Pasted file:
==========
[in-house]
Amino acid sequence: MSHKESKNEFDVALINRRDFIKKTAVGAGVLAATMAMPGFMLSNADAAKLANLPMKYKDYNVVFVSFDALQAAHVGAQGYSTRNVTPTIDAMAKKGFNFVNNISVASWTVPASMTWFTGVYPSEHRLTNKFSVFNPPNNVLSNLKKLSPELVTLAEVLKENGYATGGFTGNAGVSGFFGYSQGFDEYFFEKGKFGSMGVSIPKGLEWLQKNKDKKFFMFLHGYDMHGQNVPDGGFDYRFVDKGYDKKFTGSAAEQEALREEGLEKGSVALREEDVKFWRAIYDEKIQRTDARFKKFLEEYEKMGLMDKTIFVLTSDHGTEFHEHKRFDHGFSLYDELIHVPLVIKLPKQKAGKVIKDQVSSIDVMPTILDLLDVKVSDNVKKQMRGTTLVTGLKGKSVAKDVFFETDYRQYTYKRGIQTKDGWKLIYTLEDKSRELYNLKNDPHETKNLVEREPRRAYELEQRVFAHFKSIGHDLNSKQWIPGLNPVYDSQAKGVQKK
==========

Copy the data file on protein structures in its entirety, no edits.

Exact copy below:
[in-house]
Amino acid sequence: MSHKESKNEFDVALINRRDFIKKTAVGAGVLAATMAMPGFMLSNADAAKLANLPMKYKDYNVVFVSFDALQAAHVGAQGYSTRNVTPTIDAMAKKGFNFVNNISVASWTVPASMTWFTGVYPSEHRLTNKFSVFNPPNNVLSNLKKLSPELVTLAEVLKENGYATGGFTGNAGVSGFFGYSQGFDEYFFEKGKFGSMGVSIPKGLEWLQKNKDKKFFMFLHGYDMHGQNVPDGGFDYRFVDKGYDKKFTGSAAEQEALREEGLEKGSVALREEDVKFWRAIYDEKIQRTDARFKKFLEEYEKMGLMDKTIFVLTSDHGTEFHEHKRFDHGFSLYDELIHVPLVIKLPKQKAGKVIKDQVSSIDVMPTILDLLDVKVSDNVKKQMRGTTLVTGLKGKSVAKDVFFETDYRQYTYKRGIQTKDGWKLIYTLEDKSRELYNLKNDPHETKNLVEREPRRAYELEQRVFAHFKSIGHDLNSKQWIPGLNPVYDSQAKGVQKK